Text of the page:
The Strategist

Google to shoot down the self-driving car project while Apple aims to enter the car industry

12/13/2016 - 14:55

Google refused to fully develop its own unmanned car without a steering wheel and pedals, according to The Information. Instead, the company is looking forward to working with other automakers, and launch an autonomous service for joint use of cars by the end of 2017.

Travis Wise via flickr
Travis Wise via flickr
Google has considered its own project impractical. According to the publication, Alphabet’s CEO Larry Page and Chief Financial Officer Ruth Porat have personally made this decision.

Google’s founder Sergey Brin holds opposing views, and supports the view of the former employees of Google X. In their view, the technology giant actually can independently develop a car from the first to the last element, without any assistance from the traditional automakers.

This is the third suspended project of Google. In September, the company stopped development of Project Ara modular smartphone. In February 2015, the innovators re-conceptualized Google Glass, which afterwards has become a highly specialized device for professionals and enthusiasts.

Previously, Google has announced that mileage of its unmanned vehicles exceeded 2 million miles. The company notes that its self-driving cars are passing sophisticated tests than Tesla cars do. As of May, Tesla self-driving cars drove more than 160 million kilometers in total.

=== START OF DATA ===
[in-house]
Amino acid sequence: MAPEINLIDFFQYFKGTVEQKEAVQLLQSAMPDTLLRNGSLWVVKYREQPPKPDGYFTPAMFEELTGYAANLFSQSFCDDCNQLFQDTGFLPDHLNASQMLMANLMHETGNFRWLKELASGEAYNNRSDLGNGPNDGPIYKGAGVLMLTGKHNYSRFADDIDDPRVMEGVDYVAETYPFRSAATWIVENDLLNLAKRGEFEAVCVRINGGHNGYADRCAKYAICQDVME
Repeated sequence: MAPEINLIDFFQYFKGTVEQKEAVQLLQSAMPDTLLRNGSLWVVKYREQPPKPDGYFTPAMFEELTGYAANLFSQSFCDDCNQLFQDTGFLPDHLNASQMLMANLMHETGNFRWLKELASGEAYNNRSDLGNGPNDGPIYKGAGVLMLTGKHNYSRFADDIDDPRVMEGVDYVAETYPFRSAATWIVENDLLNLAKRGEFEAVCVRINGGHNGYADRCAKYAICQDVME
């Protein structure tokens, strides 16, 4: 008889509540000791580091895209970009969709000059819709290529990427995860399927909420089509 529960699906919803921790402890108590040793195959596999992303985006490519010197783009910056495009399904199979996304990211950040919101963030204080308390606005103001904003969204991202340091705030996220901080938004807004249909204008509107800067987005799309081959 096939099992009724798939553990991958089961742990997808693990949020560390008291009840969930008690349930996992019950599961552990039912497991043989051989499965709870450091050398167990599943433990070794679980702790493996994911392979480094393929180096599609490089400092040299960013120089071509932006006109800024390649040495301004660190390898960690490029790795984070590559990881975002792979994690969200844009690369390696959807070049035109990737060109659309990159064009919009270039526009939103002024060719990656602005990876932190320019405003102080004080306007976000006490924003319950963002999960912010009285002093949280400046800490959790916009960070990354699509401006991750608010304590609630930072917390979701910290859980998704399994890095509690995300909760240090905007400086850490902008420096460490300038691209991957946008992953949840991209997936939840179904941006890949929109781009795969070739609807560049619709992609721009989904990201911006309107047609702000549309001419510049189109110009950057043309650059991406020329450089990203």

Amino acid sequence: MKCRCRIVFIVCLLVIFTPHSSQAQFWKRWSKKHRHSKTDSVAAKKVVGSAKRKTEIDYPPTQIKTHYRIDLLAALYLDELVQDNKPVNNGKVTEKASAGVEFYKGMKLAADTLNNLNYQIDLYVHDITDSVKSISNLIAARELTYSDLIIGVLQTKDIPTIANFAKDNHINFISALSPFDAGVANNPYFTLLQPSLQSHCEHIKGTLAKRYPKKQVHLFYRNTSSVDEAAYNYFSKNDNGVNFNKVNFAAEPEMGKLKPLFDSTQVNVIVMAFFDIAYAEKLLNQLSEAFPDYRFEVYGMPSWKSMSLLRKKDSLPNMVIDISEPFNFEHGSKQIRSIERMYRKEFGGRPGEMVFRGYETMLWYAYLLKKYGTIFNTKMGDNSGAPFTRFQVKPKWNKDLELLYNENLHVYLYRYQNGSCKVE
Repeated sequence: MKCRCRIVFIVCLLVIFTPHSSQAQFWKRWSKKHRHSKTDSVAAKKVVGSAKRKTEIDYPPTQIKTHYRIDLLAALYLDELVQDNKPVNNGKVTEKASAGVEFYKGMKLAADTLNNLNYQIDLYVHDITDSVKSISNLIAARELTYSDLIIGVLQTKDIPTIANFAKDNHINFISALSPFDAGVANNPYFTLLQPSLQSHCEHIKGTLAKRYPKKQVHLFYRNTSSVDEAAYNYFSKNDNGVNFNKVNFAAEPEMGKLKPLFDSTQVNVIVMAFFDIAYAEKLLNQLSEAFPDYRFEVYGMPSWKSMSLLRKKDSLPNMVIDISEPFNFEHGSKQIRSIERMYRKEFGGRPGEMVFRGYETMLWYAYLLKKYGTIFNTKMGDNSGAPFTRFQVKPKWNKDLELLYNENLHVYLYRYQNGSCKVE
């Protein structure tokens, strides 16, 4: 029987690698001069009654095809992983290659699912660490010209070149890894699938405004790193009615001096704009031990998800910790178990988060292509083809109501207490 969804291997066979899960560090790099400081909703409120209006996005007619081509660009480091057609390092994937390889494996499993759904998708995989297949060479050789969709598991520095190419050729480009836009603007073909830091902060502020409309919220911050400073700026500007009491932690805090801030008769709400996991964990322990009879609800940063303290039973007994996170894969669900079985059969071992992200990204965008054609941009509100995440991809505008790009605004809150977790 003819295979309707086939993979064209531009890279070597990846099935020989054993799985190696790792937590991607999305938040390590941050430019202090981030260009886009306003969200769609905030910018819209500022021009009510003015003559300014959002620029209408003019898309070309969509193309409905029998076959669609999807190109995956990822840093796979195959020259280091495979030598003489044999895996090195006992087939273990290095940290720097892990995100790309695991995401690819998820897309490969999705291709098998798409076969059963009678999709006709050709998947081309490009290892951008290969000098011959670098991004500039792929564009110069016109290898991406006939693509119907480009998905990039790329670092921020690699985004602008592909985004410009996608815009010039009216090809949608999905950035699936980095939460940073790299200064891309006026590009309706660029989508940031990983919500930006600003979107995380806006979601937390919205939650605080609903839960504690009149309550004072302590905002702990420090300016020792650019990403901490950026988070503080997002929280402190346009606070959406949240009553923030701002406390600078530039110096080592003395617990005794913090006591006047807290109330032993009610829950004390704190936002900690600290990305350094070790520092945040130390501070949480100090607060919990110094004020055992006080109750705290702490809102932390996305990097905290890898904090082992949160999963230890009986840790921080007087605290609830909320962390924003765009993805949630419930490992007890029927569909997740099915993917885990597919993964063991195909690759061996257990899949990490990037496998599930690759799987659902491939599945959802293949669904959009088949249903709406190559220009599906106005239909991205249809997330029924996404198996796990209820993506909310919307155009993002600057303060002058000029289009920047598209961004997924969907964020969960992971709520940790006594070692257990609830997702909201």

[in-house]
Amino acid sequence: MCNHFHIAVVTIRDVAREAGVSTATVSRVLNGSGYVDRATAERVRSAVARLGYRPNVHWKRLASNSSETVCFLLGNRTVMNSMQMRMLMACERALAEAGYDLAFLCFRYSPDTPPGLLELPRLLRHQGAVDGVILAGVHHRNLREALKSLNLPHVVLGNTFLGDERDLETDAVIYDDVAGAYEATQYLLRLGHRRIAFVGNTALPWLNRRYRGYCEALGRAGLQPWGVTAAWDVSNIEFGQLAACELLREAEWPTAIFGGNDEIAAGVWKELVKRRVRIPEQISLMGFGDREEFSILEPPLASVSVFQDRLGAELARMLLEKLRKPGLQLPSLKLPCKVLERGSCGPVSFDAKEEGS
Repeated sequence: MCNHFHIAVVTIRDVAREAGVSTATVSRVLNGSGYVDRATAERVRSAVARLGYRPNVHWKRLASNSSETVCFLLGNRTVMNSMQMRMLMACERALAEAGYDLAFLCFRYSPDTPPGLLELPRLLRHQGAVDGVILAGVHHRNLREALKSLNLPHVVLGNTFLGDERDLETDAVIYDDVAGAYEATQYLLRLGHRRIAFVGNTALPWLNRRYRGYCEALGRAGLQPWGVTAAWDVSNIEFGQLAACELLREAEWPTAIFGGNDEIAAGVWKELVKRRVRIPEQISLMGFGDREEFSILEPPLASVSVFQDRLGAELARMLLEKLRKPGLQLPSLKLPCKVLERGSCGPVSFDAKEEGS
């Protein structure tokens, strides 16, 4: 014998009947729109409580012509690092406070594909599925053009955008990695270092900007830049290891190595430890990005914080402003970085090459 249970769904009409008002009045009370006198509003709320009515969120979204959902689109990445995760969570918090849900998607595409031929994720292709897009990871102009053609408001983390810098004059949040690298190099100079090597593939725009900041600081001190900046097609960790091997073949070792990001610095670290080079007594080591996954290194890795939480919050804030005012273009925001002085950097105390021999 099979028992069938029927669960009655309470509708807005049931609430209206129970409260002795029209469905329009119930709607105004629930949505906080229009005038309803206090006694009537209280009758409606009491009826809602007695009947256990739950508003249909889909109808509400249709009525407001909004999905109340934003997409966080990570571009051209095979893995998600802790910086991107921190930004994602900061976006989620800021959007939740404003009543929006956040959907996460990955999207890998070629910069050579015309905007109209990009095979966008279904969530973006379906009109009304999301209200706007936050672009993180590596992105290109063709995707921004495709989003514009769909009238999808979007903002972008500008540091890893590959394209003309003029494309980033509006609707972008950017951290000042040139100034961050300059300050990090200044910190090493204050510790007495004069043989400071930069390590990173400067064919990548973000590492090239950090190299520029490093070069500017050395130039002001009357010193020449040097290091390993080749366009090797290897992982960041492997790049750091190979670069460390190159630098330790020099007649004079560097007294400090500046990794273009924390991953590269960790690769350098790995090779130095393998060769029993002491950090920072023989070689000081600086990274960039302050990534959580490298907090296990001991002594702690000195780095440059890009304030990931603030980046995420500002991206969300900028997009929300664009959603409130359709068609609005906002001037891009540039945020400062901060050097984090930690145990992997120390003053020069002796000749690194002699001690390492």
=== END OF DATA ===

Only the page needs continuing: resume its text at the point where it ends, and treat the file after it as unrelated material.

Earlier, Google planned to release its unmanned vehicles on the broader market in 2018. Google self-driving cars in total have had 11 road accident for the six years of testing. All the accidents occurred because of other road users. The most common type of accident is hit on an unmanned vehicle’s bumper during a stop at a traffic light.

In early December, Apple for the first time publicly admitted that the company is investing in development of unmanned vehicles.

The company said in its letter to National Highway Traffic Safety Administration (NHTSA) that it "believes in potential of automatic systems in many areas, including transport."

Apple also indicates that vehicles with an automatic control system are hiding significant social benefits, yet to be realized.

One of the corporation's top managers Steve Kenner writes in a letter to the regulator that "the company is investing heavily in study of mechanics and automation systems", and is trying to find the most effective ways of working in this industry.

Kenner also calls on NHTSA not to set too many rules for testing of unmanned vehicles, and stresses that the administration should treat traditional producers and newcomers equally.
Apple urges all companies involved in creation of unmanned vehicles to share information about failed test drives and breakages. This, the company says, will help other producers to avoid such errors.

At that, personal information about pilots, engineers and other employees, involved in researches and development, should be securely protected.

The concern offers manufacturers and the regulator to cooperate and develop a mechanism for exchanging information in three main categories: collection, use and distribution. It is also proposed to involve independent experts in the field of database protection, who would monitor implementation of the agreement.

Rumors that Apple was investing in development of unmanned machines have circulated for a long time. Until now, however, the company has not officially confirmed these presumptions.